A Comparative Study between Newtonian and Non-Newtonian Models in a Stenosis of a Carotid Artery
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Blood, the most significant biological fluids plays a very vital role in the human mechanism, in terms of supplying the required nutrients to different parts of the human body, removing waste products and defending the body against infection through the action of antibodies. Therefore, it is imperative that blood flow must be studied in great detail. Hemodynamic analysis of blood flow in vascular beds and prosthetic devices requires the rheological behavior of blood to be characterized through appropriate constitutive equations relating the stress to deformation and rate of deformation. Numerical simulations, although not very accurate, provide an excellent alternative around this difficulty. As part of the preliminary studies, the Newtonian model of blood was assumed, and wall shear stresses have been plotted at certain critical points. Profiles of wall shear stress were then compared with the experimental results of Ku and Giddens. A numerical investigation of blood flow in stenosed carotid artery of the human body is presented in this thesis. Using a three-dimensional computational model of the stenosis, simulations were performed to capture the Non-Newtonian behavior of blood. The flow is considered as being pulsatile, with appropriate realistic boundary conditions. A shear thinning model (Carreau’s) and a visco-elastic model (Yeleswarapu’s Olydroyd-B model) have been employed to predict wall shear stress for the case of a healthy carotid artery and two cases of stenosed carotid artery models (50% and 90% stenosed carotid artery). From these simulation results, it was observed that wall shear stresses predicted by the models at certain critical points are different. Recirculation zones, flow separation and associated negative wall shear stress were observed in certain cases.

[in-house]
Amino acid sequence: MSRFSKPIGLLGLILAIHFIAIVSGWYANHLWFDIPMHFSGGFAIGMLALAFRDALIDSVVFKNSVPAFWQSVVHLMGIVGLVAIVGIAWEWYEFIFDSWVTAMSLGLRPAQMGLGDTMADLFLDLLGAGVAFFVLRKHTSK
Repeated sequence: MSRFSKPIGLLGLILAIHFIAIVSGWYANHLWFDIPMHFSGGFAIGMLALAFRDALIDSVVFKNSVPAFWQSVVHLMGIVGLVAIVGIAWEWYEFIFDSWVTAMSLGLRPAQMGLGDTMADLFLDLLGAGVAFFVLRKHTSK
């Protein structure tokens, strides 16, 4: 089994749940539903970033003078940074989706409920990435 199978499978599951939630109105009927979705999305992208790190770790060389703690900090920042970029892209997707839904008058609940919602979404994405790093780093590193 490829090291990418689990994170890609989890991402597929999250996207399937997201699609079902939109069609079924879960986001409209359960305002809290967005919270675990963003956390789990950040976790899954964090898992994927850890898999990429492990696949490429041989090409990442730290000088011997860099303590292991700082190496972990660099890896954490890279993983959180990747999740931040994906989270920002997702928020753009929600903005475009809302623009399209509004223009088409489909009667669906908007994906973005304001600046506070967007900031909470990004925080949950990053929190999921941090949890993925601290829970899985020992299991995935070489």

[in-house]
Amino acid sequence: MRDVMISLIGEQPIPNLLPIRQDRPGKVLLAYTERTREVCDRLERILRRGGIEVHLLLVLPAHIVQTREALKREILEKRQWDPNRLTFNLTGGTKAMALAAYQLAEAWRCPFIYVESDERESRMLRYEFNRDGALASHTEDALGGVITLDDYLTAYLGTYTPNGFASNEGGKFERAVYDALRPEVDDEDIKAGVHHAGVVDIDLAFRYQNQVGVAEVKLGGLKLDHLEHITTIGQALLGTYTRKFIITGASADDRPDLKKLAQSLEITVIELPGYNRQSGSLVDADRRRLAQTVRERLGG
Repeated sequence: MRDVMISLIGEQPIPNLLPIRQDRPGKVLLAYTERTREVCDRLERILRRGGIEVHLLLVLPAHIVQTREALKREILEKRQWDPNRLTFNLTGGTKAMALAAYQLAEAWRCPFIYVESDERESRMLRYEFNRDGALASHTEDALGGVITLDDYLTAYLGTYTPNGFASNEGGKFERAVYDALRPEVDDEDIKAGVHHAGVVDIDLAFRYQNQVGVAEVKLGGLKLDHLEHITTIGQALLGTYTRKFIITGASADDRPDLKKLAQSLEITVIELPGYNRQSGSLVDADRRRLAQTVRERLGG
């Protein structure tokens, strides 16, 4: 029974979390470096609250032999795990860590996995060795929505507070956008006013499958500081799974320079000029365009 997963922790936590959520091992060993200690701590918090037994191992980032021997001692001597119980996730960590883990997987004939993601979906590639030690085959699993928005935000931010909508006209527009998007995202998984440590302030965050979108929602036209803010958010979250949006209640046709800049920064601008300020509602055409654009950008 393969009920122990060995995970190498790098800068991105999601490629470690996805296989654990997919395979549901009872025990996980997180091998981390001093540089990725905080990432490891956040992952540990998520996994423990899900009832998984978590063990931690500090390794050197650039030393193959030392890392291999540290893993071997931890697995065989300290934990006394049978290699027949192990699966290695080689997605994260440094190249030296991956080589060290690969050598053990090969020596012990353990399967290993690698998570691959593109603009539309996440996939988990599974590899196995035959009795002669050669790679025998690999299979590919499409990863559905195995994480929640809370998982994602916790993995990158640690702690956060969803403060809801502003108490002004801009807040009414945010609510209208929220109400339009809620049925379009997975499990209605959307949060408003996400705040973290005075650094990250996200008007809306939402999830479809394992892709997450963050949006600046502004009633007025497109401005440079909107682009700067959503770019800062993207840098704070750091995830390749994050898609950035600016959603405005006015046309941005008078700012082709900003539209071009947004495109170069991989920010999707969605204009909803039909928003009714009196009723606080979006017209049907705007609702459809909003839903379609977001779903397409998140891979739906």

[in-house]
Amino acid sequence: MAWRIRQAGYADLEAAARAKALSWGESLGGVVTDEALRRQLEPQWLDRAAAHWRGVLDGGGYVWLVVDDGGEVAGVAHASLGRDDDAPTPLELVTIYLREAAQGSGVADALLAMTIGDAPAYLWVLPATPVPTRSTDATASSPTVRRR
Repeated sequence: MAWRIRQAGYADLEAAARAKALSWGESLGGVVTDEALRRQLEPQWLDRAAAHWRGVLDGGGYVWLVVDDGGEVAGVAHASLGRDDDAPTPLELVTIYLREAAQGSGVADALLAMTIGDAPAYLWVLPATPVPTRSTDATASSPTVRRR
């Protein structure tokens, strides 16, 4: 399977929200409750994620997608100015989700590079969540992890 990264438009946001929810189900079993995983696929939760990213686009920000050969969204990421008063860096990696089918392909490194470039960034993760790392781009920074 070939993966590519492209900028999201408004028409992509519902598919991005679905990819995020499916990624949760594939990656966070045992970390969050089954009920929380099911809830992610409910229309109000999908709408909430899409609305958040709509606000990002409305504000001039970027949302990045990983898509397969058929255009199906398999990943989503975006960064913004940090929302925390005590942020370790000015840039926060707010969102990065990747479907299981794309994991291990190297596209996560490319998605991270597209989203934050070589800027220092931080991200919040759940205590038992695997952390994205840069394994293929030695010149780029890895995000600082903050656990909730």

carotid artery bifurcation
shear thinning models
Khambhampati, Tejasvi Krishna (2013). A Comparative Study between Newtonian and Non-Newtonian Models in a Stenosis of a Carotid Artery. Master's thesis, Texas A & M University. Available electronically from